# Geometry :

Subject: [ggl] intersection of two vectors of polygons
From: Barend Gehrels (barend)
Date: 2011-05-02 17:51:59

> >Will elaborate on it in a blog. It is n-log-n (typical case) or still
> n^2 (worst case, e.g. all boxes same size/position).
> >It is not an extension from intersection, it can relate anything. See
> it as a quad-tree on the fly, the visitor does the work, nothing is
> stored (so not a real quad-tree).
> >It's a complete rework of a divide-and-conquer spatial division which
> you mentioned before or during review.
> >It divides alternating in two dimensions (theoretically more
> dimensions are supported), comparable to quadtree or octree.
> Speaking of spatial index, if you have the recursive spatial division
> algorithm already implemented as the partition algorithm (now the name
> makes sense to me) then why not use that algorithm to write out the
> data structure for the spatial index project. We want to seperate the
> algorithms for spatial index from the data structures, and here we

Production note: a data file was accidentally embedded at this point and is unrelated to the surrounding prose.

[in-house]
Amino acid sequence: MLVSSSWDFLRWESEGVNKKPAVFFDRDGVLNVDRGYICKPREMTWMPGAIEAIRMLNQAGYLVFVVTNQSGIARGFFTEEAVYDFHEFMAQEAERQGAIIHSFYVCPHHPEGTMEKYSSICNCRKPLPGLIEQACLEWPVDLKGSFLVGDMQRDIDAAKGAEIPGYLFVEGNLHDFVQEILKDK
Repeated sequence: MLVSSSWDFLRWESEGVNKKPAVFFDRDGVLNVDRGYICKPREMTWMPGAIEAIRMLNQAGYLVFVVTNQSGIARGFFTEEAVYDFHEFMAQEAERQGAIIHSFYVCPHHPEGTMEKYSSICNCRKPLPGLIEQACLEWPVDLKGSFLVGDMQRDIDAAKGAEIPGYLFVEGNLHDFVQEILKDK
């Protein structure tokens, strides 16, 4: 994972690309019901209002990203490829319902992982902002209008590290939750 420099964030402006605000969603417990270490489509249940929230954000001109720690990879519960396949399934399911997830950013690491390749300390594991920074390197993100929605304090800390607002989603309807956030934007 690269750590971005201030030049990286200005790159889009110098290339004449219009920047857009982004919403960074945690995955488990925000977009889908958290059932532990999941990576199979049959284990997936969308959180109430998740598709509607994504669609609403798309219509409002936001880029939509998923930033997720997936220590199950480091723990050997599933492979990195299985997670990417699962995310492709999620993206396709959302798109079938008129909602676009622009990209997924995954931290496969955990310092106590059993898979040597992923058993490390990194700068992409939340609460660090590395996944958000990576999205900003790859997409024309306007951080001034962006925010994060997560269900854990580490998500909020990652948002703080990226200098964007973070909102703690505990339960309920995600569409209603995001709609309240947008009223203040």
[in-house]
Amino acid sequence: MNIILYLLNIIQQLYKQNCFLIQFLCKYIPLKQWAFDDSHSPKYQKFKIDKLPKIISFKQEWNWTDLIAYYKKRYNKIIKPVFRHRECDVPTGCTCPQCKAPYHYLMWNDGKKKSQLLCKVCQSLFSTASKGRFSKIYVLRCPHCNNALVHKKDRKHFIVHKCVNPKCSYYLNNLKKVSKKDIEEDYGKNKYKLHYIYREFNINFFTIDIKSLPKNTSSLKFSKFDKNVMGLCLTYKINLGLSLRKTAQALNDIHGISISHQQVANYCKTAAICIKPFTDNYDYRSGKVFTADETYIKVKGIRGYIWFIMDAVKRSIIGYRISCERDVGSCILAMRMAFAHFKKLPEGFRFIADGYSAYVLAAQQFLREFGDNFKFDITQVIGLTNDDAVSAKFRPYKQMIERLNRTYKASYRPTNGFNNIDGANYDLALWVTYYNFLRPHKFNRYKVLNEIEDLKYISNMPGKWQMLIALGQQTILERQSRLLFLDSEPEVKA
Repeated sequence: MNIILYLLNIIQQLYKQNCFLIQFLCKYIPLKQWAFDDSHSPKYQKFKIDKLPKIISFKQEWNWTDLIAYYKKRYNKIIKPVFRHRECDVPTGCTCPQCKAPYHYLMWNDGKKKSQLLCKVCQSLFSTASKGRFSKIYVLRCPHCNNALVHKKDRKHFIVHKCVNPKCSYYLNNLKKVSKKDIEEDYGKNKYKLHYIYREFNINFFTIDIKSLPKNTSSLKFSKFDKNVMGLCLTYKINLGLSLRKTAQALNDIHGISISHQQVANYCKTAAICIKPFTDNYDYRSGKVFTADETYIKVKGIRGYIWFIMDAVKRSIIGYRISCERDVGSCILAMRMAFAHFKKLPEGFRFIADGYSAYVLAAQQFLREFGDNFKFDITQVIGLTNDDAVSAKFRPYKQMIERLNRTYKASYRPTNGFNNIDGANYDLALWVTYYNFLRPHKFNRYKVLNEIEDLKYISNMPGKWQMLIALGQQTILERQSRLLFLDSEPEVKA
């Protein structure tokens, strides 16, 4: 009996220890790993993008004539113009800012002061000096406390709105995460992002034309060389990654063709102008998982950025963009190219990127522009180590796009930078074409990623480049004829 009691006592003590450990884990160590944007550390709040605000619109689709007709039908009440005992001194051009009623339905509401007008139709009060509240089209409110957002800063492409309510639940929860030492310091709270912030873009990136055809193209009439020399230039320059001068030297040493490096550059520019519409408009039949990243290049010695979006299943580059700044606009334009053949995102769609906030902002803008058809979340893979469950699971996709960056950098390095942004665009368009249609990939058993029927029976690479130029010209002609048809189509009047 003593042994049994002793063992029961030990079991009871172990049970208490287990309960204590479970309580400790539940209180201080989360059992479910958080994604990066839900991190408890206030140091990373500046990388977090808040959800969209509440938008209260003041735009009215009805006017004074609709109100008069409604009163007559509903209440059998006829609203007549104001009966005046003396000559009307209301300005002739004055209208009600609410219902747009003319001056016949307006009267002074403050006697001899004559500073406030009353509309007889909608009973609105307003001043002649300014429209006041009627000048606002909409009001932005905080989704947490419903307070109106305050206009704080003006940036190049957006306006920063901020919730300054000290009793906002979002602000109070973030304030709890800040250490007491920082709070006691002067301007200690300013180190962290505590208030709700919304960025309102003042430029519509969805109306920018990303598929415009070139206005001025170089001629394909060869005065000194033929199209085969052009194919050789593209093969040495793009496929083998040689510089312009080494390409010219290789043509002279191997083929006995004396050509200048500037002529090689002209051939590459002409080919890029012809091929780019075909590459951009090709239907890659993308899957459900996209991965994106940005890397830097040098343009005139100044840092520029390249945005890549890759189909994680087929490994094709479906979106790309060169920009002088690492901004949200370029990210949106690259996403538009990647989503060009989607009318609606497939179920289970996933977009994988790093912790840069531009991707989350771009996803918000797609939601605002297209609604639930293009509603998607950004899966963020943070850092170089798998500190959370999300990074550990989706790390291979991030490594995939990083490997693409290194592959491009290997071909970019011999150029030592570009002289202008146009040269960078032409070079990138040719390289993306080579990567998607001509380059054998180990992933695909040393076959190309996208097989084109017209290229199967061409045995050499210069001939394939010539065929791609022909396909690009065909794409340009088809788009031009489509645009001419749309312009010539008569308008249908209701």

> have an algorithm. Perhaps I wasn't paying close enough attention and
> this has already been discussed, but recent posts about spatial index
> construction being changed indicate that the implementation of tree
> construction is not re-using your partition algorithm. If we can have
> a boost graph like abstraction here then improved or alternate
> partition algorithms can be implemented for spatial index and applied
> to partiion, making it easier to reuse code across the library.

Good question. If a quadtree index is being built, using partition would
be very useful and I would certainly have brought this up. But building
an r-tree is different and I don't know if it would add value. Maybe it
would, Adam could probably say that.

The other reason that it is not (yet) reused is that it was extracted